A win for sub-Saharan Africa

Senegal: Mohamed Mbougar Sarr wins France’s 2021 Goncourt Prize

By Nicolas Michel

Posted on November 9, 2021 08:01

Firefox_Screenshot_2021-11-08T11-03-12.924Z Mohamed Mbougar Sarr in Paris, September 2021 © JOEL SAGET/AFP
Mohamed Mbougar Sarr in Paris, September 2021 © JOEL SAGET/AFP

Senegalese author Mohamed Mbougar Sarr has been awarded the Goncourt Prize for his new novel, ‘The Most Secret Memory of Men’ (La plus Secrète Mémoire des Hommes), which has been described as a ‘hymn to literature’.

There is a sweet irony in the literary and media success of Mohamed Mbougar Sarr, the 31-year-old Senegalese author who just won the 2021 Goncourt Prize, France’s most prestigious literary award. His new book centres on a tragic story that has remained in the annals of history. It recounts the fascinating trajectory of Malian writer Yambo Ouologuem, who was awarded the Renaudot prize in 1968 for Le Devoir de Violence, but later accused of plagiarism, which thwarted his extremely promising literary career and forced him to disappear until he died on 14 October 2017 in Sévaré.

Crime novel

After three acclaimed novels – Terre Ceinte, Le Silence du Chœur and De Purs Hommes – Sarr has set the standard for the new French literary season with The Most Secret Memory of Men, a ‘total’ novel dedicated to Ouologuem and influenced by Chilean poet Roberto Bolaño. “Bolaño had a major influence on the writing of this text,” says the young Senegalese author, a precise and compulsive reader. “He allowed me to mix genres, to play with them, by following a playful principle of hybridisation and fragmentation of linearity. He opened up a field of experimentation that coincides with the reality in which we live in, increasingly chaotic, disturbing, which reflects our way of navigating through time and which we nevertheless manage, surprisingly, to digest.”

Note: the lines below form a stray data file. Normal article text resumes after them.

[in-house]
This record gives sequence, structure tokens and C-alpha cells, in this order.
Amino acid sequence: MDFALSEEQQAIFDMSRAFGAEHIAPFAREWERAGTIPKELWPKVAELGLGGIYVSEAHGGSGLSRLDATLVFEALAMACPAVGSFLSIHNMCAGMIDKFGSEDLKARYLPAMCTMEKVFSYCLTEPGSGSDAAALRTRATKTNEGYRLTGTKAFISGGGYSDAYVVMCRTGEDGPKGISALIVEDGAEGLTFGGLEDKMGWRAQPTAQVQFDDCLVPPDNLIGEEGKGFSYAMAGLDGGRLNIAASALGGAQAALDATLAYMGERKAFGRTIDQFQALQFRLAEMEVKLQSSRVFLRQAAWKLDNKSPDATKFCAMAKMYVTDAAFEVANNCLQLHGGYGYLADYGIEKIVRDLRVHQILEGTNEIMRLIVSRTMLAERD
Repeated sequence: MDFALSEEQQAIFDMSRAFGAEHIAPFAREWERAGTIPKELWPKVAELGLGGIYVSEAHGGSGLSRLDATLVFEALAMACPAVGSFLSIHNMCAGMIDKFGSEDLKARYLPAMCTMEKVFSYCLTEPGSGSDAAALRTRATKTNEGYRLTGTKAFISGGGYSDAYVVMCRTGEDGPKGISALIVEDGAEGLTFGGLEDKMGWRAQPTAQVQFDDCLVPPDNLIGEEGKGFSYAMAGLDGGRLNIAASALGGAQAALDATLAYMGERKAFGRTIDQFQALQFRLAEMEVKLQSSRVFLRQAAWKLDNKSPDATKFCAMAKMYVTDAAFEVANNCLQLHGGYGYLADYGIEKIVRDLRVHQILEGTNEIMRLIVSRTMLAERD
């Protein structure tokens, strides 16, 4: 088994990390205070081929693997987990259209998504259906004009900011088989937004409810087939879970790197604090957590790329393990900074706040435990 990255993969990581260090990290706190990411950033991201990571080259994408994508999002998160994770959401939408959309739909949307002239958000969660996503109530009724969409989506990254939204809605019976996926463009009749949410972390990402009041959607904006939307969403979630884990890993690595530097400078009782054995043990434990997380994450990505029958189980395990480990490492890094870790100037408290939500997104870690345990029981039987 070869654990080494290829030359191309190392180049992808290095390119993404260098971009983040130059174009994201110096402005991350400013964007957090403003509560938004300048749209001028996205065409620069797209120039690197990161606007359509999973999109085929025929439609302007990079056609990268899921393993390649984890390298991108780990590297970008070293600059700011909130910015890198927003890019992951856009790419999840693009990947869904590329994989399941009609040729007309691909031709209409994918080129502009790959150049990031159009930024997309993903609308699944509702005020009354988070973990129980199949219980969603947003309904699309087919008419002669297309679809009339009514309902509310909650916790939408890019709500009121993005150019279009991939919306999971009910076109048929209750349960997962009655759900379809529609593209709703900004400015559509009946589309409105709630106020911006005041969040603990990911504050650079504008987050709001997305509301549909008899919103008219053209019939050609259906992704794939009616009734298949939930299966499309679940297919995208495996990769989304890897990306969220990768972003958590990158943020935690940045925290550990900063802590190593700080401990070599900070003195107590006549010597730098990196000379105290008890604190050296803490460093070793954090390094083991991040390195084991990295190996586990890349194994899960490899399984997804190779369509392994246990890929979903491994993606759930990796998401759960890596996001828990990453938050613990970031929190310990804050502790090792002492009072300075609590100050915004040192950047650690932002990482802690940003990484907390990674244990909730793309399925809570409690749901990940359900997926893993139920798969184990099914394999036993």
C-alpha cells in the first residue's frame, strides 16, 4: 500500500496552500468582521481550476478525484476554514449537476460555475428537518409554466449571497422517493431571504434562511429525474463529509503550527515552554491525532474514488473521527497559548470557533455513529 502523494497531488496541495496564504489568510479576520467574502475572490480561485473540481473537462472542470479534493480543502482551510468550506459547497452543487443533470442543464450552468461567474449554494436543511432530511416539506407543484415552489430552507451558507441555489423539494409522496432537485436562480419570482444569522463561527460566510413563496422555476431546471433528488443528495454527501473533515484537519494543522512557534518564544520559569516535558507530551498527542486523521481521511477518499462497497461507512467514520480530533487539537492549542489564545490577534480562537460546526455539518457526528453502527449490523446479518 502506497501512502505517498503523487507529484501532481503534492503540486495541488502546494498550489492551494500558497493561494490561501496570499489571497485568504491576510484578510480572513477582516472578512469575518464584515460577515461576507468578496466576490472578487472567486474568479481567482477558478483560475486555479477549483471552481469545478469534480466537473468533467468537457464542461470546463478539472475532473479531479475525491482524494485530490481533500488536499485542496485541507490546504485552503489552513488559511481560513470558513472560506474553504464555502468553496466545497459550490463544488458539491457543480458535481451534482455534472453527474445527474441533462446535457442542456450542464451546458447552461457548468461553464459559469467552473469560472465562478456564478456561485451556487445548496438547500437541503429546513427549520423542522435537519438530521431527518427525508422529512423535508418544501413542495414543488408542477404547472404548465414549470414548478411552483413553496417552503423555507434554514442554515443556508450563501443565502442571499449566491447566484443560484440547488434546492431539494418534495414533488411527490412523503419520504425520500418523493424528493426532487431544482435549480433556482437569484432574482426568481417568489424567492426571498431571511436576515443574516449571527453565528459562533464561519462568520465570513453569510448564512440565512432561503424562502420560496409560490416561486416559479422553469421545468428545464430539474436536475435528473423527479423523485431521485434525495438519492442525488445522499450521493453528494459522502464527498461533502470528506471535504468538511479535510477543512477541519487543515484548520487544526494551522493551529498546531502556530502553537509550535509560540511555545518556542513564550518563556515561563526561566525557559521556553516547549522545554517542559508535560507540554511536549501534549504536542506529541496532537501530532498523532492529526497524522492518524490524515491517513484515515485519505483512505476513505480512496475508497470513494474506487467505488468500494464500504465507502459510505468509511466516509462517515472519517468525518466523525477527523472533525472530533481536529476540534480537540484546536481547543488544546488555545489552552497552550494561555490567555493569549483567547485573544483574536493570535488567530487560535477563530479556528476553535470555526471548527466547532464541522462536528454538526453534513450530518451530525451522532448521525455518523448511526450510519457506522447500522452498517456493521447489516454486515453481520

Once their degree was revealed, their terms inscribed, their unknowns established and their complexity posed, what was left? Literature…

The Most Secret Memory of Men follows a detective storyline. Apprentice writer Diégane Latyr Faye – who is in a state of shock after he finishes reading Labyrinthe de l’Inhumain, text by a mysterious T.C. Elimane who has become untraceable – embarks on a long investigation to find out who this baffling author, who disappeared too soon, was. This impossible quest leads the novelist-to-be to the very heart of the labyrinth of creation, where all genres intertwine: coming-of-age story, erotic story, love story, philosophical essay, journalistic report, poetry, biography, testimony, satire and political pamphlet.

“In the end, who was Elimane?” says Sarr. “The most tragic and successful product of colonisation […] Elimane wanted to become white and was constantly reminded that not only was he not white, but that he would never become white despite all his talent. Even though he took on every cultural token of whiteness, he remained a n***** in people’s eyes. He probably became more European than the Europeans. Despite all this, where did he end up? Anonymous, in obscurity, erased. You know: colonisation sows desolation, death and chaos among the colonised, but it also sows in them – and this is its most diabolical success – the desire to become what destroys them.” There is no better way to sum up Ouologuem’s drama.

However, The Most Secret Memory of Men is also a long journey through time and space that allows Sarr to evoke several generations of authors from different continents. This includes his own, but also that of the first French-speaking authors from Africa (or the West Indies), René Maran, Léopold Sédar Senghor and others, as well as their more or less critical successors, who were part of the negritude movement.